WASHINGTON — Janet Charlebois was desperately trying to locate her sister Cheryl McCaughan who had been on a business trip to New Orleans when Katrina struck. There had been no contact with her sister since early Monday.
Don't miss these Health stories
More women opting for preventive mastectomy - but should they be?
- Larry Page's damaged vocal cords: Treatment comes with trade-offs
- Report questioning salt guidelines riles heart experts
- CDC: 2012 was deadliest year for West Nile in US
- What stresses moms most? Themselves, survey says
- More women opting for preventive mastectomy - but should they be?
"We couldn’t reach her, so we didn’t how she was," says Charlebois, who lives in Alberta, Canada. "We were really panicking."
On Tuesday evening, with barely any battery power remaining in her cell phone, McCaughan was finally able to reach her family to say she was safe and being evacuated to Lafayette, La.
"It was a nightmare. We were feeling so helpless," she says. "I just couldn't take it anymore."
In the wake of the hurricane disaster which wiped out much of the U.S. Gulf Coast, flooding Louisiana and Mississippi and displacing tens of thousands of people, communication has been virtually non-existent. Phone lines are down and very few cell phones are operating.
The hurricane has left thousands of families desperate for contact.
In response, Web sites have begun helping loved ones find each other. MSNBC has launched " Reconnect ," a program to locate missing relatives and friends. TV programs show images of people telling their families and friends that they've escaped harm.
Images of violence and desperation are causing even more stress for thousands of other family members who are frantically trying to locate their loved ones. Many may be reunited, but for the people caught in the hurricane and their families far away, the emotional after-effects may be felt for years, say mental health experts.
"Most people are just in shock whether they're experiencing it themselves or their loved ones are," says therapist Jacquelyn Ferguson. "It's just because everything is so beyond their control."
Don't expect the worst
But just because a loved one hasn't been heard from, don’t expect the worst, says Ferguson. They may be all right.
"What we hope is that people can keep from building up terrible scenarios in their heads," says Ferguson, who worked with victims of Hurricane Charley which struck the Florida coast last year. "What you think determines how you feel emotionally."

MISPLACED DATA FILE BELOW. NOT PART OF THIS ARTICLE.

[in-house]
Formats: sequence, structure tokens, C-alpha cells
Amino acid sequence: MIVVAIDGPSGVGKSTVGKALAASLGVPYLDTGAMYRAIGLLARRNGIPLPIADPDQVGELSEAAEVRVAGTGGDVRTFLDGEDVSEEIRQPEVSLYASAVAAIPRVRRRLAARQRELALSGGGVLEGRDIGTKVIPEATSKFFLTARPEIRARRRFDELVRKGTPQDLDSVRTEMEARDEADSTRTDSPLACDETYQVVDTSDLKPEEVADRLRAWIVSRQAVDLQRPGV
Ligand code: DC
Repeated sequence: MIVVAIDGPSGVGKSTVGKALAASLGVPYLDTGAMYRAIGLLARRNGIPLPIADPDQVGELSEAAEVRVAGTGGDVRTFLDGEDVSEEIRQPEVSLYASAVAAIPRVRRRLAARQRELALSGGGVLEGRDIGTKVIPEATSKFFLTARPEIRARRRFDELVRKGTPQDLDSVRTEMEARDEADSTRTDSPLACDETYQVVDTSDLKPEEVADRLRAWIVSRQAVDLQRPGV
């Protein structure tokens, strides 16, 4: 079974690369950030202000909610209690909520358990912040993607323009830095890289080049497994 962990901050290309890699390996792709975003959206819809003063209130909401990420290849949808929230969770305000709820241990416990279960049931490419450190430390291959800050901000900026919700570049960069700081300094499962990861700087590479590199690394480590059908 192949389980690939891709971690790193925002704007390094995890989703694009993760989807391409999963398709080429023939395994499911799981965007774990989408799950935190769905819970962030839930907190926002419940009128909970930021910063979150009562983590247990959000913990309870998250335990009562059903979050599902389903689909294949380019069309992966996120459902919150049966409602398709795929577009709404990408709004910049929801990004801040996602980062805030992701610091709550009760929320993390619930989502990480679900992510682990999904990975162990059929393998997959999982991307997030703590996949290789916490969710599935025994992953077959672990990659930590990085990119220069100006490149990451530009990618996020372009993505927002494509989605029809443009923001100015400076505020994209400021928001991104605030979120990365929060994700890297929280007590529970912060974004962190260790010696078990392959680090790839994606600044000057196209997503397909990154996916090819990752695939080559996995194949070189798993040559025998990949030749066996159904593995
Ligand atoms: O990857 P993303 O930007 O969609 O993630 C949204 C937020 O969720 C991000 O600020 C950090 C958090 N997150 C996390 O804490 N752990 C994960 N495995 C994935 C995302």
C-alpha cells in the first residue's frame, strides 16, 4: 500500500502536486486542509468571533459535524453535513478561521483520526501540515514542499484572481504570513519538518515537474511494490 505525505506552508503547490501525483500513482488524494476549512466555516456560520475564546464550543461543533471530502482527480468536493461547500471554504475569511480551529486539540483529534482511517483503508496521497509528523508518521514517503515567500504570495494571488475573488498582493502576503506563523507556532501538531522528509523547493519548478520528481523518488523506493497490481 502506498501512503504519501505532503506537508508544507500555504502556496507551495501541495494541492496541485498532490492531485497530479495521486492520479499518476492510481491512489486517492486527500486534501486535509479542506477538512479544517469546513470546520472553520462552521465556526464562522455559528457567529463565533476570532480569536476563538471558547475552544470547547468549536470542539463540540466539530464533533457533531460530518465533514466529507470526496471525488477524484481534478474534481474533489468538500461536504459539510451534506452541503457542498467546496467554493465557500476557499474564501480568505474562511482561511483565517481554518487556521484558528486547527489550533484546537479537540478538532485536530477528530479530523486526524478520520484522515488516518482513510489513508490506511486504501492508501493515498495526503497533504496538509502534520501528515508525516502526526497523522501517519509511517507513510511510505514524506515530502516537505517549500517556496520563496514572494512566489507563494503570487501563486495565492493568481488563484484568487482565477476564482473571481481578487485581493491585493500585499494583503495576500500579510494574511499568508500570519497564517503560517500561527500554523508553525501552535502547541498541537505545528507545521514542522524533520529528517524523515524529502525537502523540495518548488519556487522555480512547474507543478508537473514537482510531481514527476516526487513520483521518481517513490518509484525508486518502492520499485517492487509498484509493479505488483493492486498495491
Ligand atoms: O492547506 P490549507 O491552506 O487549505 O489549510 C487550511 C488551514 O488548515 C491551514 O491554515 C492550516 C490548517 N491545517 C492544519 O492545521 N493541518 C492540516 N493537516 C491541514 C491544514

"Control your thinking and keep as calm as possible," she advises.
Beyond the agony of families trying to reconnect, the violence that emerged after Katrina will worsen the psychological debris left by the natural disaster itself, health experts warn. Scarce food and water has led to looting and arson fires.
The struggle to stay alive is likely to trigger a rash of stress-related issues that can lead to depression and anxiety, especially among vulnerable children, experts said.
That stress can add to the problems of coping with the aftermath of the storm itself. Being tired, hungry and hot also makes the aftermath hard to deal with, experts say.
“When the the resources run out they tend to have more difficulty in coping,” said Gerard Jacobs, a psychologist and head of the University of South Dakota’s Disaster Mental Health Institute.
Post-traumatic stress disorder is often associated with wartime combat, but it can strike after very stressful events such as natural disasters. People who survive are left shaken and can have flashbacks and nightmares.
Signs of mental trouble may not show up for weeks or even months, but reports already show survivors growing frustrated and angry.
Stress and anxiety can affect other diseases and trigger behavioral changes such as drug use, smoking and lethargy, according to federal health officials.
As the death toll mounts, survivors must also cope with the sight of dead bodies and other gruesome images. Experts say survivors, even those whose homes were largely unaffected, may be blocking out grief for now but that the loss will eventually hit them.
“I think that we will find people adjusting to the experience really for the rest of their lives,” Jacobs says.
Reuters contributed to this story